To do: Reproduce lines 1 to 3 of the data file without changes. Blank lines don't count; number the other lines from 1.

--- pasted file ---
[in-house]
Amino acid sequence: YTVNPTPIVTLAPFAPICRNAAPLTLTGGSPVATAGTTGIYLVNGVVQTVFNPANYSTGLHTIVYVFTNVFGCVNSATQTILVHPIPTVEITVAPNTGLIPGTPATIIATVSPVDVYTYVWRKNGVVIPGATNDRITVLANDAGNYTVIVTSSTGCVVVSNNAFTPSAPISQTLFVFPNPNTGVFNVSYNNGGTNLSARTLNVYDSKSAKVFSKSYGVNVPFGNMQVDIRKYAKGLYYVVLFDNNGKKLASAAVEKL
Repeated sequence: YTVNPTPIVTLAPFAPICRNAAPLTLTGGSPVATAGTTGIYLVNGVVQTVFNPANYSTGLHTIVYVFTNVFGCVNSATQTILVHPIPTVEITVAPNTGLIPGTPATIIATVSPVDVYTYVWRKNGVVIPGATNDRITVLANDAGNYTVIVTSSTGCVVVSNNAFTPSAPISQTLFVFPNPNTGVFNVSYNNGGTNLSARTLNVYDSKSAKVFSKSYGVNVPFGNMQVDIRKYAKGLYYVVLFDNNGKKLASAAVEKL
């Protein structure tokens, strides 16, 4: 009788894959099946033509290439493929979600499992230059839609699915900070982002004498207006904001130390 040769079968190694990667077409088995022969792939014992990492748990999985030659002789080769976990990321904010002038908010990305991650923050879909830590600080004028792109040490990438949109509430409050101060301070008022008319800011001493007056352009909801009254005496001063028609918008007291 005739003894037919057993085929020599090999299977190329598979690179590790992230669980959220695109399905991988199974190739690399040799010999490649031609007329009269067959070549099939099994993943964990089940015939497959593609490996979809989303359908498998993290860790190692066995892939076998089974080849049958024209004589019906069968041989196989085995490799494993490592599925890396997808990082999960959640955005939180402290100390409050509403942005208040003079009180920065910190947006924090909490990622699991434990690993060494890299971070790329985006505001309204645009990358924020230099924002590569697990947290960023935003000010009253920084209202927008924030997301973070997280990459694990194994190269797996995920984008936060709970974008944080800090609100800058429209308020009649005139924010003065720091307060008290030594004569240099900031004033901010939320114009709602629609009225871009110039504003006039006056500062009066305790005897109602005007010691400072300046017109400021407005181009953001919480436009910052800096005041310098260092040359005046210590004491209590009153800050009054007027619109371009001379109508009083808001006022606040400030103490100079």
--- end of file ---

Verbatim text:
[in-house]
Amino acid sequence: YTVNPTPIVTLAPFAPICRNAAPLTLTGGSPVATAGTTGIYLVNGVVQTVFNPANYSTGLHTIVYVFTNVFGCVNSATQTILVHPIPTVEITVAPNTGLIPGTPATIIATVSPVDVYTYVWRKNGVVIPGATNDRITVLANDAGNYTVIVTSSTGCVVVSNNAFTPSAPISQTLFVFPNPNTGVFNVSYNNGGTNLSARTLNVYDSKSAKVFSKSYGVNVPFGNMQVDIRKYAKGLYYVVLFDNNGKKLASAAVEKL
Repeated sequence: YTVNPTPIVTLAPFAPICRNAAPLTLTGGSPVATAGTTGIYLVNGVVQTVFNPANYSTGLHTIVYVFTNVFGCVNSATQTILVHPIPTVEITVAPNTGLIPGTPATIIATVSPVDVYTYVWRKNGVVIPGATNDRITVLANDAGNYTVIVTSSTGCVVVSNNAFTPSAPISQTLFVFPNPNTGVFNVSYNNGGTNLSARTLNVYDSKSAKVFSKSYGVNVPFGNMQVDIRKYAKGLYYVVLFDNNGKKLASAAVEKL